Infection Preventionists and Competency

By Diane Cullen, RN, MSN, MBA, CIC, associate director, Standards Interpretation Group, Division of Healthcare Improvement

Sterilization and High-Level Disinfection (HLD) breaches are some of the most common Infection Prevention (IP)-related findings associated with Adverse Decisions for health care organizations.  Many times, this is related to staff incorrectly performing these activities and is often associated with a lack of training, competence and oversight.  When asked what Joint Commission Standards address questions about training, education and competence, I often refer my colleagues to these three Standards in the Human Resources Chapter of The Joint Commission’s Comprehensive Accreditation Manuals:

  • HR.01.01.01: The organization defines and verifies staff qualifications.
  • HR.01.05.03: Staff participate in ongoing education and training.
  • HR.01.06.01: Staff are competent to perform their responsibilities.


What qualifies someone to be an Infection Preventionist?


Organizations must define staff qualifications specific to job responsibilities. Qualifications for infection control may be met through ongoing education, training, experience and/or certification (such as that offered by the Certification Board for Infection Control). Certification in Infection Prevention and Control (CIC®) is an example of evidence that an individual is qualified to perform Infection Preventionist job responsibilities, as this individual must recertify every 5 years.

Examples of other acceptable ways that organizations may define qualifications of an Infection Preventionist include:

  • Ongoing experience practicing in the infection prevention and control field
  • Infection prevention-specific in-person education on an ongoing basis
  • Initial and continued infection prevention-specific training courses

What is the relationship between training, education and competence?


Staff participate in ongoing education and training to maintain or increase their competency and, as needed, when staff responsibilities change. Staff participation is documented.

The requirements for this standard speak to both ‘education’ and ‘training’ that provide the foundation for competency.  Education is the process of receiving systematic instruction resulting in the acquisition of theoretical knowledge. Training differs from education in that ‘training’ focuses on gaining specific – often manually performed – technical skills.

Competency requires a third attribute – Ability. Ability is simply described as being able to ‘do something’. The ability to do something competently is based on an individual’s capability to synthesize and correctly apply the newly acquired knowledge and technical skills to a task.

Competency differs from education and training in that competency incorporates all three attributes: Knowledge, technical skills, and ability - all are required to deliver safe care, correctly perform technical tasks, etc. Assessing competency, then, is the process by which the organization confirms an individual has the ability to perform a task, consistent with the education and training provided. The APIC Competency Model is a wonderful example of a profession-specific model which describes the knowledge, skills and behaviors important in becoming a competent Infection Preventionist.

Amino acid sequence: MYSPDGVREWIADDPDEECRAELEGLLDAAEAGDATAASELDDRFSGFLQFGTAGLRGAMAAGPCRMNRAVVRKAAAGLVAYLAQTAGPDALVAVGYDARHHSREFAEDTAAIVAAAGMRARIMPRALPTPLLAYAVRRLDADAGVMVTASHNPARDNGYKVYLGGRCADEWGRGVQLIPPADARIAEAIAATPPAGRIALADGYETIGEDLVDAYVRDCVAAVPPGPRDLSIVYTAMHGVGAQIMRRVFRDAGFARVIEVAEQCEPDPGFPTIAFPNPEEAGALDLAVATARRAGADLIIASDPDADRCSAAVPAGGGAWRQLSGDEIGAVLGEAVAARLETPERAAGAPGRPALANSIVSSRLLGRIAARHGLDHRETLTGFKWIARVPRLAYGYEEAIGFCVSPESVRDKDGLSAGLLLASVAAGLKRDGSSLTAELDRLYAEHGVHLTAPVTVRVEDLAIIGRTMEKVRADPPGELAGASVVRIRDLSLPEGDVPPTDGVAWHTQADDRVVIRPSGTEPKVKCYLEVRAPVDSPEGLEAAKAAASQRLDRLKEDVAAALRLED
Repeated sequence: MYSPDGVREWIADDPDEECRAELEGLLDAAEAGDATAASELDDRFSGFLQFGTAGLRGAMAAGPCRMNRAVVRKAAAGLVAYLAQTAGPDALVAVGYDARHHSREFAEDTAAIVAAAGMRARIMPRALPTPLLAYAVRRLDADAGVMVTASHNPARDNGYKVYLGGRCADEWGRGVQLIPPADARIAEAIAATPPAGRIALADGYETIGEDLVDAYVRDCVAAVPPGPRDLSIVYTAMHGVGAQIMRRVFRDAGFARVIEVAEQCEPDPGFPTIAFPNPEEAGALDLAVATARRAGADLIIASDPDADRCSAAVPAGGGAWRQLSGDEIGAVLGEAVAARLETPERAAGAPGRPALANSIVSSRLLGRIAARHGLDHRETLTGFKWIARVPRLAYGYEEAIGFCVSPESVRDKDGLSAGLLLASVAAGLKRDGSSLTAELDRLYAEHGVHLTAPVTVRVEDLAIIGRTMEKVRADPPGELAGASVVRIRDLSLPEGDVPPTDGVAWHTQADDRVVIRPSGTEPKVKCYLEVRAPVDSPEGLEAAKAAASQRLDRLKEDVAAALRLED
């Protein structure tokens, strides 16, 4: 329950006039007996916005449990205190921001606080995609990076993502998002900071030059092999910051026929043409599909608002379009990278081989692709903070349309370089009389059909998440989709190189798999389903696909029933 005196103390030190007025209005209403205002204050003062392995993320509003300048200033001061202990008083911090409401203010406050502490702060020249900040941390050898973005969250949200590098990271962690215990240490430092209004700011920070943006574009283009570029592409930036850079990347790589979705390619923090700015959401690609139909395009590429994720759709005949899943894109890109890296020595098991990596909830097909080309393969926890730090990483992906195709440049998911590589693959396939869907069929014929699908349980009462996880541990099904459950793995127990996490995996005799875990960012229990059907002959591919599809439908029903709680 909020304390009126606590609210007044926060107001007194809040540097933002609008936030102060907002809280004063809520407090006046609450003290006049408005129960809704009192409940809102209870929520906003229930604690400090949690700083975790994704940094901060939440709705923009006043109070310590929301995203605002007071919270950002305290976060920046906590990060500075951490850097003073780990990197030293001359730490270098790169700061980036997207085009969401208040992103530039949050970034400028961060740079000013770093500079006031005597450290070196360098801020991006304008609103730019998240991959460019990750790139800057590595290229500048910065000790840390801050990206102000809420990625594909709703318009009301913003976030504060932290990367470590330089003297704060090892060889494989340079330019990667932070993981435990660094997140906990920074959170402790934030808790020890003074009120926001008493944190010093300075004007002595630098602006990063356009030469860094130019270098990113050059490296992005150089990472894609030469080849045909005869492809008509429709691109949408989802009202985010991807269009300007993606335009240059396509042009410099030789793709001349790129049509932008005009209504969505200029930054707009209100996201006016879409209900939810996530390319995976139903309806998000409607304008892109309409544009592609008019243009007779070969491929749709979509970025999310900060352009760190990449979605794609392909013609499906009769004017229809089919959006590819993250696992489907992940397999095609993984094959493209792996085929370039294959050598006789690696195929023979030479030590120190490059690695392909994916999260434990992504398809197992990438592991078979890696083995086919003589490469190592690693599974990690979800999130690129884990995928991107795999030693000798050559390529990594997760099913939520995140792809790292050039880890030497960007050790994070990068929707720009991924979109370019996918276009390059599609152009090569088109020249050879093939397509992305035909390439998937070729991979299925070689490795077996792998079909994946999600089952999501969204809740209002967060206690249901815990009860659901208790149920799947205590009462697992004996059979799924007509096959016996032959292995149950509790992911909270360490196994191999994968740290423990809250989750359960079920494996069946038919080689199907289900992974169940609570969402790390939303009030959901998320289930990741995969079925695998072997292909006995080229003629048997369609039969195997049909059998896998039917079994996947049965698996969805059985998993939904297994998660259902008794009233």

Is an Infection Preventionist competent to assess the competency of someone performing High-level Disinfection or Sterilization?


Competence assessment lets the organization know whether its staff has the ability to use specific skills and employ the knowledge necessary to perform job functions. Organizations must define the competencies they require of their staff who provide care, treatment or services. When organizations define specific competencies, they should consider the:

  • Needs of its patient population
  • Types of procedures conducted
  • Conditions or diseases treated
  • Type of equipment it uses

An individual with the educational background, experience or knowledge related to the skills being reviewed must assess staff competence. When a suitable individual cannot be found to assess this competence, the organization may utilize an outside individual. If a suitable individual inside or outside the organization cannot be found, the organization may consult the competency guidelines from an appropriate professional organization to make its assessment.

An individual may be a qualified IP who is competent to perform infection prevention and control tasks such as identifying infectious disease processes or conducting surveillance; however he or she may not be qualified/competent to perform (or assess the competency of others who perform) high-level disinfection or sterilization.   Many IPs have knowledge about the concepts and theory behind decontamination and sterilization along with a general understanding of the steps involved in both processes, but this does not- in and of itself- demonstrate the IP has the technical skills and ability to perform or oversee those processes.  If, however, the IP has the appropriate background knowledge, technical skills, and ability associated with high-level disinfection and sterilization, then that IP would be considered competent to assess the competence of others who perform those specific tasks. 

An organization would want to ensure that minimally, whoever is assessing competence- be it supervisor, manager or Infection Preventionist- is qualified.

The difference between qualifications and competency of an infection preventionist are often misunderstood.  Organizations, and the IP, need to make sure that they are competent to perform the job duties that they are assigned.  In some cases, this may mean additional education and training is needed to ensure that the IP has the knowledge, technical skills, and ability to perform an assigned job-related task such as oversight of high-level disinfection and sterilization.